See Chief Justice Taft's estimate of the services of Chief Justice White in "a new field of administrative law": "The capital importance which our railroad system has come to have in the welfare of this country made the judicial construction of the interstate commerce act of critical moment. It is not too much to say that Chief Justice White in construing the measure and its great amendments has had more to do with placing this vital part of our practical government Page 138 on a useful basis than any other judge. His opinions in the case of the Texas Pacific Railway Co. v. The Abilene Cotton Oil Co., and the cases which followed it, are models of clear and satisfactory reasoning which gave to the people, to state legislatures, to Congress, and the courts a much-needed knowledge of the practical functions the Commerce Commission was to discharge, and of how they were to be reconciled to existing governmental machinery, for the vindication of the rights of the public in respect of national transportation. They are a conspicuous instance of his unusual and remarkable power and facility in statesmanlike interpretation of statute law." Proceedings on the Death of Chief Justice White, 257 U.S. v, xxv.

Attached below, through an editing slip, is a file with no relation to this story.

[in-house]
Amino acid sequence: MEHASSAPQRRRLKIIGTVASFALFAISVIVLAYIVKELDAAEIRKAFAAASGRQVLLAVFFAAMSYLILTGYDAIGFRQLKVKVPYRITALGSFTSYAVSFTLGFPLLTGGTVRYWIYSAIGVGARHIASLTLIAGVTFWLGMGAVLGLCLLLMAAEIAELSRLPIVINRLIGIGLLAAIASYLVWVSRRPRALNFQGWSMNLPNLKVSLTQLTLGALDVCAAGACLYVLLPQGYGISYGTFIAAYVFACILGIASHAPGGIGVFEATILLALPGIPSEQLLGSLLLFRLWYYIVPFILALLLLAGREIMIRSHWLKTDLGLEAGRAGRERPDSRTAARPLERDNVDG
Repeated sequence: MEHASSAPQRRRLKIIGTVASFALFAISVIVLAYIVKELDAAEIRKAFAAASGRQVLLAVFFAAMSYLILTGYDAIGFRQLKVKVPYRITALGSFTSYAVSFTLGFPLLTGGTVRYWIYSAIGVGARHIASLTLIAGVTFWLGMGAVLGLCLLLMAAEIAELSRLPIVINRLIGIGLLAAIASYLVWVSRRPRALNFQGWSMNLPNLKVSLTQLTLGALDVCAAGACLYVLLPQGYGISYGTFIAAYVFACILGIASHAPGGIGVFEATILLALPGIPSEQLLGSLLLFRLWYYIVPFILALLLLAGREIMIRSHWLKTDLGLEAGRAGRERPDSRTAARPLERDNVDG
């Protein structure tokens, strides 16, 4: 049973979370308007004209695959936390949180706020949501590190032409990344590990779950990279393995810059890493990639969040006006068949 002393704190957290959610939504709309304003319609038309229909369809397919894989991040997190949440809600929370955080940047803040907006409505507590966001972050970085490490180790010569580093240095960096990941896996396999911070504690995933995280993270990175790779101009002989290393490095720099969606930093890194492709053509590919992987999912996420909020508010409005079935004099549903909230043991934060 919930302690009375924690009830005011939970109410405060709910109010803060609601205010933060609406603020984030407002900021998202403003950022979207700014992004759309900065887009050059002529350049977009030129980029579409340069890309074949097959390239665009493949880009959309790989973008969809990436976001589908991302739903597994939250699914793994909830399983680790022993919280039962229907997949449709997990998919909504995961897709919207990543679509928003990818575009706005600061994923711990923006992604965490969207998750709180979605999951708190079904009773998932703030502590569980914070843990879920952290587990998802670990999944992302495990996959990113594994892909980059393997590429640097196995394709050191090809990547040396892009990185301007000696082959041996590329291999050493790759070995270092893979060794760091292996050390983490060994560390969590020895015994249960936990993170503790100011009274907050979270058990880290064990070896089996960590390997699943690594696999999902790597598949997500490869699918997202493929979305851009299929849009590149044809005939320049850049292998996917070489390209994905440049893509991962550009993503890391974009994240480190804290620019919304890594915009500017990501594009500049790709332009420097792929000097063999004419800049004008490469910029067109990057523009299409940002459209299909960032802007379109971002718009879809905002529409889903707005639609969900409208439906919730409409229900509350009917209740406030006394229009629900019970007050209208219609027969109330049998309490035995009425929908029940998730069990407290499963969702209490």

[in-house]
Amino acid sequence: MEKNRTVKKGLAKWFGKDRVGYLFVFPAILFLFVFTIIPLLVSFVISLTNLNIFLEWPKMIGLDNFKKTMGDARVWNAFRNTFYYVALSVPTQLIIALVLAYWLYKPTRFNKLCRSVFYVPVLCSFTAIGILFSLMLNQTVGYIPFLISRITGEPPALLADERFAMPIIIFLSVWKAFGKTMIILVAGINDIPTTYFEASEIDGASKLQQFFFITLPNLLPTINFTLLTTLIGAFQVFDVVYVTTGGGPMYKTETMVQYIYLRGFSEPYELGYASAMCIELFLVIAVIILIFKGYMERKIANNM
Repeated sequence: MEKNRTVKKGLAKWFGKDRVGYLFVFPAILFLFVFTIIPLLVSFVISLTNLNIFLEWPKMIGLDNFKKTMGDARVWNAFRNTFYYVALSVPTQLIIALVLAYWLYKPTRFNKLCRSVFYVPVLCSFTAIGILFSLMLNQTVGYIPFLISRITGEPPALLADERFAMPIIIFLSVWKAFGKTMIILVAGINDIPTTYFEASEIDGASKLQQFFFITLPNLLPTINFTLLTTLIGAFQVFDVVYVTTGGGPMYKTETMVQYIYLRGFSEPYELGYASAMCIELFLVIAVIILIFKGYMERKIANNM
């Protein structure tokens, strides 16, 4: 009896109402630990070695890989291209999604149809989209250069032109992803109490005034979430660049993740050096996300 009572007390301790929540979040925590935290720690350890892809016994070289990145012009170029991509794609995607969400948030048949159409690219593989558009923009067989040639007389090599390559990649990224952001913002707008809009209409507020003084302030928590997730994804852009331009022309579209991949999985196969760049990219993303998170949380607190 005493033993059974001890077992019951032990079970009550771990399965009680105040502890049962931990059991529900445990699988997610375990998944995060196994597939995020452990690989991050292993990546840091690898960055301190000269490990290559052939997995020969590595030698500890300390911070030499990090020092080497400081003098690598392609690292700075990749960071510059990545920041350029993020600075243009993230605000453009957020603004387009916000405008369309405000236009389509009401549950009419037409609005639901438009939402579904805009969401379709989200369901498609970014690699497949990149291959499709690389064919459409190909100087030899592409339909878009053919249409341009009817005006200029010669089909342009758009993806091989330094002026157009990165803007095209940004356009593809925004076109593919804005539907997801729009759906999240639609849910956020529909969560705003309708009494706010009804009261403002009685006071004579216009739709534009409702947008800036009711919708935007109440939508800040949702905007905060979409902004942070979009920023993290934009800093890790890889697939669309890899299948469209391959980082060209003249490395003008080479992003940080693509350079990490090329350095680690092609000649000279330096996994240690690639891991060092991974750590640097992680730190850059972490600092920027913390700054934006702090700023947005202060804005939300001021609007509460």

34 Stat. 584.
36 Stat. 539.
Laws of New York, One Hundred and Thirtieth Session, c. 429 (1907).
Wisconsin Laws of 1907, c. 499, st. 1797 m.
See, e.g., Hughes, Some Aspects of the Development of American Law (1916) 39 N.Y.B.A. Rep. 266, 269-70; Root, Public Service by the Bar (1916) 41 A.B.A. Rep. 355, 368-69; Sutherland, Private Rights and Government Control (1917) 42 A.B.A. 197.
Interstate Commerce Comm'n v. Baird, 194 U.S. 25, 44; Interstate Commerce Comm'n v. Louisville Nashville R. Co., 227 U.S. 88, 93; United States v. Abilene Southern Ry. Co., 265 U.S. 274, 288; compare Douglas v. Noble, 261 U.S. 165, 169. "It is, perhaps, not too much to say that not a single case arising before the Commission could be properly decided if the complainant, the railroad, or the Commission were bound by the rules of evidence applying to the introduction of testimony in courts." Twenty-second Annual Report of the Interstate Commerce Commission, 10.